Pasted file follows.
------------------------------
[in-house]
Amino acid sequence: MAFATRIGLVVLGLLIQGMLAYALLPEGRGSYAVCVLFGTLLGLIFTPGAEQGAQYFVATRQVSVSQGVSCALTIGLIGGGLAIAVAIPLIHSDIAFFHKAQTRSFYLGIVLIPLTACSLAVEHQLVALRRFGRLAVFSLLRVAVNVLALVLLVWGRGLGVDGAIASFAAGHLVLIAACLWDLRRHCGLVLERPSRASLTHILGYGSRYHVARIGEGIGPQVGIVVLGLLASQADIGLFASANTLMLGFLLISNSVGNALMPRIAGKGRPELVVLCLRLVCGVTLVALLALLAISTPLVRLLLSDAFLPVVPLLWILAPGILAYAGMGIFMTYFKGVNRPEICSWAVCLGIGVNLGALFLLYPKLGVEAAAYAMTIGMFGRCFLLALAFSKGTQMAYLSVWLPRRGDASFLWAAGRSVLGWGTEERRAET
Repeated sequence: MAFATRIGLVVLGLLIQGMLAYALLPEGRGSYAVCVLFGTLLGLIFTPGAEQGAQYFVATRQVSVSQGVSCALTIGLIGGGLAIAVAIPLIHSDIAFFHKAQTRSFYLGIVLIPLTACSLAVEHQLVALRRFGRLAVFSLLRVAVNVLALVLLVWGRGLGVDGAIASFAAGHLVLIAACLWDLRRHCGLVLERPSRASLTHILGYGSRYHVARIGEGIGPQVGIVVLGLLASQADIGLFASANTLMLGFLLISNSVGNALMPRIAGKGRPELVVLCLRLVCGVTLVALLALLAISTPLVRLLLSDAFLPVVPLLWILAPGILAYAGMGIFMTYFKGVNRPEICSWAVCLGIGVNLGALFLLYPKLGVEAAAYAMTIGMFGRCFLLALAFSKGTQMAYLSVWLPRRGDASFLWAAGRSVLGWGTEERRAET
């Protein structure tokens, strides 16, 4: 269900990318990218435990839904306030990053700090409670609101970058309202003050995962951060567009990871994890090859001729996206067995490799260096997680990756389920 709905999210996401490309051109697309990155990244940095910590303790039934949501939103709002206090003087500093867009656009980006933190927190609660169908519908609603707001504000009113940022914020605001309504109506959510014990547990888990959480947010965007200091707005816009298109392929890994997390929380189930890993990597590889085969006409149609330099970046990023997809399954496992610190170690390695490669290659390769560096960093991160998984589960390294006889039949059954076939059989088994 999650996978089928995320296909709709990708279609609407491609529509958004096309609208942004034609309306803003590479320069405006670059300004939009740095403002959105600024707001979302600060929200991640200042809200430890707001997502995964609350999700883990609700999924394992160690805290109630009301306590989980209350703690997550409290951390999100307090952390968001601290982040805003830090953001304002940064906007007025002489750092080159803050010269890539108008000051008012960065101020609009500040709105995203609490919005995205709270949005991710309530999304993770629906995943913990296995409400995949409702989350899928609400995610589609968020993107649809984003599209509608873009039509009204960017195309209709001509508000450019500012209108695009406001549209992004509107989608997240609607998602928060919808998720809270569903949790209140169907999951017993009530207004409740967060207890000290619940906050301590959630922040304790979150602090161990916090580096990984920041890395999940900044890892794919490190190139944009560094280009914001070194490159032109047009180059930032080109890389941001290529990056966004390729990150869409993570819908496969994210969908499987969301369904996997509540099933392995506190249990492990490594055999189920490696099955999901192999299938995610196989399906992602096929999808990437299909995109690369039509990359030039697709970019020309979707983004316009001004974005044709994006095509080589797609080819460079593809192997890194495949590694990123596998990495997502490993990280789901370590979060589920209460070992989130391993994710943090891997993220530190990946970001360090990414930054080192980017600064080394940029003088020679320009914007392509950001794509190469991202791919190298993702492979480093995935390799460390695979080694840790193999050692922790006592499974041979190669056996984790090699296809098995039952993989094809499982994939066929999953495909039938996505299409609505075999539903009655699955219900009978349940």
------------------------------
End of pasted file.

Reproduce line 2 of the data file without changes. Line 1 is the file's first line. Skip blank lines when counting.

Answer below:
Amino acid sequence: MAFATRIGLVVLGLLIQGMLAYALLPEGRGSYAVCVLFGTLLGLIFTPGAEQGAQYFVATRQVSVSQGVSCALTIGLIGGGLAIAVAIPLIHSDIAFFHKAQTRSFYLGIVLIPLTACSLAVEHQLVALRRFGRLAVFSLLRVAVNVLALVLLVWGRGLGVDGAIASFAAGHLVLIAACLWDLRRHCGLVLERPSRASLTHILGYGSRYHVARIGEGIGPQVGIVVLGLLASQADIGLFASANTLMLGFLLISNSVGNALMPRIAGKGRPELVVLCLRLVCGVTLVALLALLAISTPLVRLLLSDAFLPVVPLLWILAPGILAYAGMGIFMTYFKGVNRPEICSWAVCLGIGVNLGALFLLYPKLGVEAAAYAMTIGMFGRCFLLALAFSKGTQMAYLSVWLPRRGDASFLWAAGRSVLGWGTEERRAET